Sunday, November 28, 2010
Beyond the Conversation
Why is social media called a conversation? It's much, much more than that. Forget about seeing Britney Spears loose it or some other celebrity showing their google bits to the world. Social media is a way to engage, to interact, and to collaborate on a level that is far more reaching than face to face communication. Using social media, I can obtain resources from a variety of experts with the click of a mouse or conduct a presentation via Skype to a classroom or conference room in China. As simply as I can say it, social media is the great connector.
Professionally, social media has been a way for me to connect with a myriad of amazing individuals. Through Twitter I have met Ingrid Stabb, co-author of The Career Within You, J.T. O'Donnell, founder, president, and CEO of CAREEREALISM.com and Eric Sheninger, educator, author, speaker, consultant. Each of them, along with the many others I didn't name, have enriched my life in ways that go beyond simply calling social media a conversation.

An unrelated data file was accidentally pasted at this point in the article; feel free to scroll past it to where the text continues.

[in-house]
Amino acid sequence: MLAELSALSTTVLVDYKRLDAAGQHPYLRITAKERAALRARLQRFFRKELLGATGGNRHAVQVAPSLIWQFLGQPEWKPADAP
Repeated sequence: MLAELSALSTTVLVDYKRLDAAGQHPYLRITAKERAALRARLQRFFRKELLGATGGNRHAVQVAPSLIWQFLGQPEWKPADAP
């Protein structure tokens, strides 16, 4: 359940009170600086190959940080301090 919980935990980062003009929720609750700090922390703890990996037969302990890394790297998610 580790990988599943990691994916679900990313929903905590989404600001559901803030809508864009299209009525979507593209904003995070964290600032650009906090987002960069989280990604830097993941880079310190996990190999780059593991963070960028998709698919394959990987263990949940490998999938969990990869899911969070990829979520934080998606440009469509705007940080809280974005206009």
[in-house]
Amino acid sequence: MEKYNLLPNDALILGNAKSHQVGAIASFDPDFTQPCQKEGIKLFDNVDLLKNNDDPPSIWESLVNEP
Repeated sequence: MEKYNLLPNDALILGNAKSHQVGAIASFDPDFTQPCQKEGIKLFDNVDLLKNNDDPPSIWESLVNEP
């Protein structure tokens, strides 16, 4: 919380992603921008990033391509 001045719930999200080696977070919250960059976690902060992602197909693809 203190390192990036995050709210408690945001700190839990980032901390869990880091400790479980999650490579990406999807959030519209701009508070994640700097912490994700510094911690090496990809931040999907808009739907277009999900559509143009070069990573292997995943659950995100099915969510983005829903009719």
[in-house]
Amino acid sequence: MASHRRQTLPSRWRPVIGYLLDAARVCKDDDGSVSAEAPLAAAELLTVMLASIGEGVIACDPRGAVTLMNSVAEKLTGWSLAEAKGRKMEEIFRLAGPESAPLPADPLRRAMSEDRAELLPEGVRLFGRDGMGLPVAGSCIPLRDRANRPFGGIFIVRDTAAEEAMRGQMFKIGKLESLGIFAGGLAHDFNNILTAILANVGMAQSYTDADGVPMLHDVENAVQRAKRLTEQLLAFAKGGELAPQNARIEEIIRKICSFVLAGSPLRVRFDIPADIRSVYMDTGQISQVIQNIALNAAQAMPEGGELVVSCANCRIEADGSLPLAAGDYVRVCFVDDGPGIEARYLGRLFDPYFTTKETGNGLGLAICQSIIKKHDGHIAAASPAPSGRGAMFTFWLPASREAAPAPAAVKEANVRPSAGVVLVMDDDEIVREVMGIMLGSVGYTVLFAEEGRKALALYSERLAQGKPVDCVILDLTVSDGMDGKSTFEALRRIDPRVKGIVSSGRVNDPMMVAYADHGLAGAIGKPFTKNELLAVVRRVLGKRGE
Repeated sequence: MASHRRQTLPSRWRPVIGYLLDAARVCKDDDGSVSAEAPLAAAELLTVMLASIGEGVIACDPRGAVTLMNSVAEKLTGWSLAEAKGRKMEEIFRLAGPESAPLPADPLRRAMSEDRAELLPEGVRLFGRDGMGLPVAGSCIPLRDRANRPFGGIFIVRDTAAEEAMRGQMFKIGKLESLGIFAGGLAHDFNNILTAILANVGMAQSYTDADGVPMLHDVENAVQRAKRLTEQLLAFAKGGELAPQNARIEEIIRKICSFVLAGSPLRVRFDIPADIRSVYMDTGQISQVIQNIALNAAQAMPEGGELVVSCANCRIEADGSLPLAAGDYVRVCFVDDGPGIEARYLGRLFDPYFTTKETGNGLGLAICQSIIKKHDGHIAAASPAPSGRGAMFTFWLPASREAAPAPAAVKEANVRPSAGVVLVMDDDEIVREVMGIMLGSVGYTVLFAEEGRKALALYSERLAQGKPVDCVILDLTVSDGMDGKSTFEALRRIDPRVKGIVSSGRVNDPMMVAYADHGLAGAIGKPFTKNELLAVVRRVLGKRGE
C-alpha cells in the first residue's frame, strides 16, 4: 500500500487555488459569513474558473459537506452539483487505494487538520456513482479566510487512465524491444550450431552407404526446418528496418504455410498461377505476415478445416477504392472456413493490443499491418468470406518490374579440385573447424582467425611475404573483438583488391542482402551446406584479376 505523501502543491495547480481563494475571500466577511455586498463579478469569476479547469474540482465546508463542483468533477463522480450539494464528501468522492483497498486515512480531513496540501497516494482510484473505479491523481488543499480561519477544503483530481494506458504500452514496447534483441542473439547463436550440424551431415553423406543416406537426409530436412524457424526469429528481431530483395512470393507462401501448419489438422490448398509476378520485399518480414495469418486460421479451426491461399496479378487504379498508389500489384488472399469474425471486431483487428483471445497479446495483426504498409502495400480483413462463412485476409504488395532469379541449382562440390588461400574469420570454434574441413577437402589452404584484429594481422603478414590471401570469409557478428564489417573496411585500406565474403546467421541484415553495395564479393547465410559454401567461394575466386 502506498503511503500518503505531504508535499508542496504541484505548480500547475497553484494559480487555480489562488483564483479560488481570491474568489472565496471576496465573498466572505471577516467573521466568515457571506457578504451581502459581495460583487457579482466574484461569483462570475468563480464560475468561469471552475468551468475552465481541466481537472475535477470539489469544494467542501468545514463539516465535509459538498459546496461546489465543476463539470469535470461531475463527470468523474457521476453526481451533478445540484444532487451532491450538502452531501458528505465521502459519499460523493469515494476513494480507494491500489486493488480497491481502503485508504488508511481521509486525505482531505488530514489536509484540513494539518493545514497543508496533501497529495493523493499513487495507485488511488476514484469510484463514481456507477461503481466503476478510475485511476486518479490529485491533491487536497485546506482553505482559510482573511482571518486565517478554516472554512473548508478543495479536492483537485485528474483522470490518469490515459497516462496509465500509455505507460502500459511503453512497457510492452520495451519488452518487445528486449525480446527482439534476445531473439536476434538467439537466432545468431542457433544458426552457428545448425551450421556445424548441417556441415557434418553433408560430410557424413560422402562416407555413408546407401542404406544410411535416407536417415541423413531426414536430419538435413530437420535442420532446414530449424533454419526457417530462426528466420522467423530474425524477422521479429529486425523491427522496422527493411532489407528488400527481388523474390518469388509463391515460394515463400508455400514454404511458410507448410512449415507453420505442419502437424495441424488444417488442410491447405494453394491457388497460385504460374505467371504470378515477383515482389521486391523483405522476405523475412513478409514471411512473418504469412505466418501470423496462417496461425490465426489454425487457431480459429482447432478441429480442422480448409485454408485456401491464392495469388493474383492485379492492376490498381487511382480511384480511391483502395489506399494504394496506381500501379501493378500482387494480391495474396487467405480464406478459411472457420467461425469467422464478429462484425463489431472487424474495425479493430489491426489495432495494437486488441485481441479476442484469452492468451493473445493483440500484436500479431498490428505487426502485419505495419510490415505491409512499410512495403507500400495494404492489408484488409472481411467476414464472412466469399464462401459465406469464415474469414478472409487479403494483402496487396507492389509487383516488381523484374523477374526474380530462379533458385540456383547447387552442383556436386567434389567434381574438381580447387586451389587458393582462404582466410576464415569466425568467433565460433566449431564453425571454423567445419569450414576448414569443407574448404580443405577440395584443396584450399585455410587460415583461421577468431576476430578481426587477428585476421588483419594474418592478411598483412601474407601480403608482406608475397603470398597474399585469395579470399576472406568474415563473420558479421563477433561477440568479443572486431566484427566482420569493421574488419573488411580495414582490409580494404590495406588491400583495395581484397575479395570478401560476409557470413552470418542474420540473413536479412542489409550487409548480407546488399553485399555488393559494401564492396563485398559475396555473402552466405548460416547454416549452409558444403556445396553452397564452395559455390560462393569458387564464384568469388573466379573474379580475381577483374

Personally, social media has also been a great asset to me as a doctoral student. This quarter I am taking a stats class. It's a class that's loathed by everyone in my cohort. However, the work has been easier to understand thanks to tools like Skype and Youtube. I can't tell you how invaluable it has been to be able to be on a Skype call with several members of my cohort to discuss assignments, and to be able to share screens to actually see how someone created a Pivot Table or conducted a Index has been key to understanding the material. And, Youtube is the best site for getting answers. I've been able to find video demos on how to do the Pearson product-moment, as well as conduct a T Test on Excel. Honestly, Youtube is more effective than doing the same search on Google.
You can call social media what you want. I call it a game-changer - Akin to how the VCR forever changed how people watched movies. In this informational age, having access to relevant, reliable, useful, and actionable resources and materials will be what separates those on the bench from those in the starting lineup.